New Zealand's radiata pine tree breeding programme started in the 1950s when the first plus tree selections were made (Burdon 2008; Carson 1996; Jayawickrama and Carson 2000). The long-standing goal of this programme has been the production of large, fast-grown and well-formed logs, which gave rise to the growth and form (GF) breed (Jayawickrama and Carson 2000). Early radiata pine tree breeding efforts did not focus on wood density or other wood quality traits even though wood density was highlighted as being an important property due to its relationship with a number of other solid wood properties such as stiffness, strength and hardness, as well as with pulp yield and several paper properties (Panshin and de Zeeuw 1980), and it was known that density is a moderately heritable trait (Jayawickrama 2001; Wu et al. 2008; Zobel and Jett 1995). The focus was primarily on growth and form traits until the 1970s (Jayawickrama and Carson 2000), and the adverse genetic correlation that exists between wood density and growth (Jayawickrama 2001) would have contributed to a reduction in wood density. Only since the 1970s has the importance of wood density been recognised and selective breeding been undertaken for this trait (Burdon2010; Dungey et al. 2009; Jayawickrama and Carson 2000; Wu et al. 2008). Density is now a key trait in New Zealand's radiata pine breeding programme and is included in the GF Plus rating system, which was developed in 1998 by the Radiata Pine Breeding Company (RPBC), Rotorua, New Zealand.

The GF Plus rating for wood density is derived directly from breeding values (an explanation of the system can be found at http://rpbc.co.nz). Ratings are given to seedlots based on the contribution and breeding values of parents represented (Scion, unpublished data). Breeding values are derived from phenotyping individual trees in progeny trials in New Zealand and southeast Australia. An example of methods and types of analyses undertaken for breeding value estimation can be found in Cullis et al. (2014). Under the GF Plus rating system, higher GF Plus ratings indicate greater genetic merit for wood density. However, the relationship between GF Plus rating for wood density and the realised values of this trait for a tree of a given age, growing on a particular site and under specific silvicultural regime has not been quantified. Such information is of use for forest managers in determining the level of genetic improvement needed to produce logs that meet certain wood density thresholds. This may enable structural quality logs to be produced on sites that are currently considered marginal for producing such material. In this paper, we modify an existing model of intra-stem variation in radiata pine wood density (Kimberley et al. 2015a) to include the effect of genetic improvement and show how it can be incorporated into a decision support tool that can be used by forest managers to evaluate different options around planting stock.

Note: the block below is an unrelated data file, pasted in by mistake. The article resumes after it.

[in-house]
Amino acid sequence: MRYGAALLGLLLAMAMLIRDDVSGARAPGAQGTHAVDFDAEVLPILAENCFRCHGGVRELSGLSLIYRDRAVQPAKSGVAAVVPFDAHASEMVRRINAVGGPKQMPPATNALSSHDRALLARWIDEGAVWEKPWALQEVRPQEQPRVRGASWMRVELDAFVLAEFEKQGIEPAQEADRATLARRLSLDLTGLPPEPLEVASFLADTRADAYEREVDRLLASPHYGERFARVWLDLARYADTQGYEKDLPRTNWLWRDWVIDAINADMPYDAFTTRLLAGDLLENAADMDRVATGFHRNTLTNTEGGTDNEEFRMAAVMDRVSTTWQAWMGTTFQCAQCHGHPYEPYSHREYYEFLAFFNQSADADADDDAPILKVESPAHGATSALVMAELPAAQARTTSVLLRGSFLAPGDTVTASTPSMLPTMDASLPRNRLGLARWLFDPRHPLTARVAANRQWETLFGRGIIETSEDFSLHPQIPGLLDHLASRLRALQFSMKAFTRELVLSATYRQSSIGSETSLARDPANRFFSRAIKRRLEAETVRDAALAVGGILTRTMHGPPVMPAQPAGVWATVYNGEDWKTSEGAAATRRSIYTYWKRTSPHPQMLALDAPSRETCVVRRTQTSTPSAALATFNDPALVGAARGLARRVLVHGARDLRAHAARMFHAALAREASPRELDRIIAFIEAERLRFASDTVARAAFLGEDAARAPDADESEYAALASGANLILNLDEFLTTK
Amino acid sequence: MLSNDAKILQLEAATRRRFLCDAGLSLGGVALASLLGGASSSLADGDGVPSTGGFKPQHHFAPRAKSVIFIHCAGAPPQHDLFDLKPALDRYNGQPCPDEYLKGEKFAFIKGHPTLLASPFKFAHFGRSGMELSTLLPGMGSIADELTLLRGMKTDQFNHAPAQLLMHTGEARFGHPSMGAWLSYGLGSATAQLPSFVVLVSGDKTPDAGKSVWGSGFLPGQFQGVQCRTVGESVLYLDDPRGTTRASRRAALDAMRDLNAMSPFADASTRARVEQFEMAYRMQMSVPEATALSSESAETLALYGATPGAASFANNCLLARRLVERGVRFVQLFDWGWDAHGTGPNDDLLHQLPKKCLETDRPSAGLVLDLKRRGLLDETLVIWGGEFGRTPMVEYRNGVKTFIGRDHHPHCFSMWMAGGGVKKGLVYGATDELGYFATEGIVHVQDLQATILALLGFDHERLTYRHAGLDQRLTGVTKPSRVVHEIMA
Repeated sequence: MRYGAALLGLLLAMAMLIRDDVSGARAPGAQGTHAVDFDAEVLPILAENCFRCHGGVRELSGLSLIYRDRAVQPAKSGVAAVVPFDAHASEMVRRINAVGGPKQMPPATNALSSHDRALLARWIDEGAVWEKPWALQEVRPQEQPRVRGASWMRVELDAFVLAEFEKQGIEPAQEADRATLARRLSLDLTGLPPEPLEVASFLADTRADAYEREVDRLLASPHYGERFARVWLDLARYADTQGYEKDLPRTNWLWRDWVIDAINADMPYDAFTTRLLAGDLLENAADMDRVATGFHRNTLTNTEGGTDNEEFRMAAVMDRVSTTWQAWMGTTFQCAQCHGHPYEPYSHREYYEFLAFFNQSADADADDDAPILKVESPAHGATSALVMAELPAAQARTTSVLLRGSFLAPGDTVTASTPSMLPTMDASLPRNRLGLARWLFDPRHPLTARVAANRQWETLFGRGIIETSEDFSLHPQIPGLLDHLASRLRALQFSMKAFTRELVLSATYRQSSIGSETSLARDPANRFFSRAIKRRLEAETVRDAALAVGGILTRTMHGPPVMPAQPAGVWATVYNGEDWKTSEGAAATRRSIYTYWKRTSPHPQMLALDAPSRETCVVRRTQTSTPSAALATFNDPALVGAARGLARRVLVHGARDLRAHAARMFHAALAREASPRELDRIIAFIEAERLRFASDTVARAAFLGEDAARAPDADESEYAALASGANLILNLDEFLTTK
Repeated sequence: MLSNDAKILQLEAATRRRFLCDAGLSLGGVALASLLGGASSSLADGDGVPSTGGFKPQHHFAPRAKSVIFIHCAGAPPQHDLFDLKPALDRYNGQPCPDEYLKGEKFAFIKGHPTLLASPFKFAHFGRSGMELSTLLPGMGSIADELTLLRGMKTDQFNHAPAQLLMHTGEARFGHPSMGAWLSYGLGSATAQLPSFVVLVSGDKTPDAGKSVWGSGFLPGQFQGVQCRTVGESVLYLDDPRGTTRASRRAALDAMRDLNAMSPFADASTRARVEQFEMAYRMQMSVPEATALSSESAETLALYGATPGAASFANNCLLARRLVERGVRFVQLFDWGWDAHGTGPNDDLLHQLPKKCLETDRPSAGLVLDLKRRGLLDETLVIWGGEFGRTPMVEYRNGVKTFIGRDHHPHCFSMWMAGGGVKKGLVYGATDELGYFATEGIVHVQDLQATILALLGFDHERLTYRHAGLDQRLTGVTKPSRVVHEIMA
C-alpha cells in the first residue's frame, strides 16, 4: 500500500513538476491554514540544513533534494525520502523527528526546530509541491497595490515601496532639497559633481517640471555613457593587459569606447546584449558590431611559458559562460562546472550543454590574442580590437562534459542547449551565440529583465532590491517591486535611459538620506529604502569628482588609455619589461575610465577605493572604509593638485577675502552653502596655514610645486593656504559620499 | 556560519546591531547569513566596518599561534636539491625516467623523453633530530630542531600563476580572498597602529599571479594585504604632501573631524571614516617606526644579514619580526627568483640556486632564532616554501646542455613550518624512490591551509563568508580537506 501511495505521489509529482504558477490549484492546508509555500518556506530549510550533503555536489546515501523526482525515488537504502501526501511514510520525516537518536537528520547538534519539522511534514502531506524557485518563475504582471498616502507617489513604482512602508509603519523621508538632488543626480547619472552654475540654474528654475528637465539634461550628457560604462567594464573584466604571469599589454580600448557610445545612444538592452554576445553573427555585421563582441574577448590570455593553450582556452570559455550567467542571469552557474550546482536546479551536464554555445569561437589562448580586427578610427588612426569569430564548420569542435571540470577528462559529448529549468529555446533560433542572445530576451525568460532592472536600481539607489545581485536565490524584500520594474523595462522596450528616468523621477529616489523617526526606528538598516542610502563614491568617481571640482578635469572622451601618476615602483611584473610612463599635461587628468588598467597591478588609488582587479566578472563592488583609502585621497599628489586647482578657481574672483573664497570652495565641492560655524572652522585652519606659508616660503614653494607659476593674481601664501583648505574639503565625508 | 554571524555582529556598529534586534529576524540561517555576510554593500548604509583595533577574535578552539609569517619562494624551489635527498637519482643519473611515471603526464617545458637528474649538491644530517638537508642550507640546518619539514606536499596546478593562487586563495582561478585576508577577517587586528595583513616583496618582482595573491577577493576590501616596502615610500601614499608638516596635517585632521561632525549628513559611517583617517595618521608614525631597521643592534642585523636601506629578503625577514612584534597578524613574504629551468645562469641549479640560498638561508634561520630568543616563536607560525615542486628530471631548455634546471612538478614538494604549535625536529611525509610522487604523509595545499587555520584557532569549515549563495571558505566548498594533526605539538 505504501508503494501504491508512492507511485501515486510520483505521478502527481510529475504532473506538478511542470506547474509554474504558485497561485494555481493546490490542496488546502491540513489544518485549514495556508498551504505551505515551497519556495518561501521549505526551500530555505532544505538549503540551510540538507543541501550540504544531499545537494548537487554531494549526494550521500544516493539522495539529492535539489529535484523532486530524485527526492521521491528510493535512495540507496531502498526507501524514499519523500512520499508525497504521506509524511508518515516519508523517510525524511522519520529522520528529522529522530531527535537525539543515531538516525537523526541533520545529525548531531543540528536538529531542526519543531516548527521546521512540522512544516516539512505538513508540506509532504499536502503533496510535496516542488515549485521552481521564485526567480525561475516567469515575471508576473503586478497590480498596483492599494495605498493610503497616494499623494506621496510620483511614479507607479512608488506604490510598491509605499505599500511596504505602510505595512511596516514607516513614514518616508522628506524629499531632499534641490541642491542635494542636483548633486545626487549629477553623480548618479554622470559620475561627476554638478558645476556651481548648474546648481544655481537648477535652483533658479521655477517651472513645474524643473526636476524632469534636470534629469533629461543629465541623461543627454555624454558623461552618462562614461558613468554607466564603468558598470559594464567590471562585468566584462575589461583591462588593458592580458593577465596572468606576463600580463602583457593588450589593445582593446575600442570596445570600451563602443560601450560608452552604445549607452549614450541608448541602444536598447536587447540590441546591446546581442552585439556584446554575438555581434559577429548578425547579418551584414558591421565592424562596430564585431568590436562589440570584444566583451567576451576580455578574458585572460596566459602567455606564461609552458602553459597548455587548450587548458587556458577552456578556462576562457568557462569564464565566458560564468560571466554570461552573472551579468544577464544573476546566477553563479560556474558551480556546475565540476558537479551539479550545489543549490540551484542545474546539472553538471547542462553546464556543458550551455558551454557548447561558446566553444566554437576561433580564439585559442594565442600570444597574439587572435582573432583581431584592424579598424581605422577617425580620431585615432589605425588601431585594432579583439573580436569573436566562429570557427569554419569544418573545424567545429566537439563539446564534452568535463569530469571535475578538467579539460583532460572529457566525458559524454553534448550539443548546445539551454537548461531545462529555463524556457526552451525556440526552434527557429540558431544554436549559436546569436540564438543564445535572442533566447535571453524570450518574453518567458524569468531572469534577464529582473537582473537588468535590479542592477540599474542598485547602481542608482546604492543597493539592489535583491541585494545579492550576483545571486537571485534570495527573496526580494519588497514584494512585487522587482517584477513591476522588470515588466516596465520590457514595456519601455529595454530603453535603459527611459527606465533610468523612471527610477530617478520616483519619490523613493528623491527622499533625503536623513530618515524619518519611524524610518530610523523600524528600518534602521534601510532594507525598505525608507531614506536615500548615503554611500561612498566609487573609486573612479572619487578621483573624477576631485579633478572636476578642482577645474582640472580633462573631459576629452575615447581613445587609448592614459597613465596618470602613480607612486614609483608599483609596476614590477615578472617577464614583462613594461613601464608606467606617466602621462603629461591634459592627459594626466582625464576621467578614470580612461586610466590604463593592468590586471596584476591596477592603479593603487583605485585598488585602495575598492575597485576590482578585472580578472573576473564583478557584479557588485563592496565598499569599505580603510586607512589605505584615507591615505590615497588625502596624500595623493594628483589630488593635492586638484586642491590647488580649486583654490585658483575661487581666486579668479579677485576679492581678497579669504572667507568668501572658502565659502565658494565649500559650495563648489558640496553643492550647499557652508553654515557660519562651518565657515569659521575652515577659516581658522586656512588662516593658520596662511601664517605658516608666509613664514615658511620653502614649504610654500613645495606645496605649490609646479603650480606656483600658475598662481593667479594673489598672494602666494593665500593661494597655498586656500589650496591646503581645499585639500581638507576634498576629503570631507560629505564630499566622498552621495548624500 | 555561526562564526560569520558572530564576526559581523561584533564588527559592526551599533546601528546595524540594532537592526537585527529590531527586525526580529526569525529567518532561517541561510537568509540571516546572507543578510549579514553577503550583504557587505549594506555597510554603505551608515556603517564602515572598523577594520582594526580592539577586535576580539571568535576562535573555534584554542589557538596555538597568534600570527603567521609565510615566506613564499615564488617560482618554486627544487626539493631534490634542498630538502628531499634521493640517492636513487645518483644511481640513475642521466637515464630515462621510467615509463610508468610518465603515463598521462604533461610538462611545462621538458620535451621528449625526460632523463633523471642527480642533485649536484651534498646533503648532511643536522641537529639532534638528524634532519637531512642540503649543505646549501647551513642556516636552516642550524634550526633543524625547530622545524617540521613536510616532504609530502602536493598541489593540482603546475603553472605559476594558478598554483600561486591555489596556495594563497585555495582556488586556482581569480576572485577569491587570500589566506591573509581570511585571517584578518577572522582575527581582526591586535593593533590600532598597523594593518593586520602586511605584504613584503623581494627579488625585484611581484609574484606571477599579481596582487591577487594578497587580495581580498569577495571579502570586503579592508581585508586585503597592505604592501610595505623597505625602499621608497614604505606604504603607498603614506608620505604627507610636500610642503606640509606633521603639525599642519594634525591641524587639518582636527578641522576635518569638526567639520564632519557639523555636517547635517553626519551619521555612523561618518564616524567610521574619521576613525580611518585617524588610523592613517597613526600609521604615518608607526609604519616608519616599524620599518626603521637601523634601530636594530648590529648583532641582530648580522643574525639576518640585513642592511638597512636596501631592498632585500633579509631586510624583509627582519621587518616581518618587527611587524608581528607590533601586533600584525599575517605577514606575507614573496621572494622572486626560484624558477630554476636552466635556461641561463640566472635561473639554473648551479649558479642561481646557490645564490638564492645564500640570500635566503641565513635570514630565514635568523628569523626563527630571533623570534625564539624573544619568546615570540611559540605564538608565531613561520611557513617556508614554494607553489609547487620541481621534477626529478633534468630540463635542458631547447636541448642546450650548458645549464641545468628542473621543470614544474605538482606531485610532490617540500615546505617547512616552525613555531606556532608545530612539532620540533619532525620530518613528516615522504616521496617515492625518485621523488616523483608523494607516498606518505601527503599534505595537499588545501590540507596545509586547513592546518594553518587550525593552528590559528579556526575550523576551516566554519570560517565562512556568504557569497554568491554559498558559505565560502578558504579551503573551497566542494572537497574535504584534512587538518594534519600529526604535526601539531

A dataset containing wood density values from families with known GF Plus wood density ratings was supplied by the Radiata Pine Breeding Company. This dataset included information from 18 separate genetics trials that were mainly single-tree plot designs (Table 1). All but one of the trials were located in the North Island of New Zealand, with the remaining trial (FR203_2) located in New South Wales (NSW), Australia. These trials included 679 unique families with many of the families established at more than one trial site. Mean values of wood density for each family were calculated from measurements made on at least 30 trees per family (25,091 individual trees in total). Wood basic density was generally determined for each tree based on a 5-ring core sample taken at breast height (7- or 8-ring core samples were taken at three sites). These cores were mostly collected from rings 1-5 or 6-10 from the pith (Table 1), and this information was used to estimate breeding values and GF Plus density rating for each family (Radiata Pine Breeding Company, unpublished data).

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Source: New Zealand Journal of Forestry Science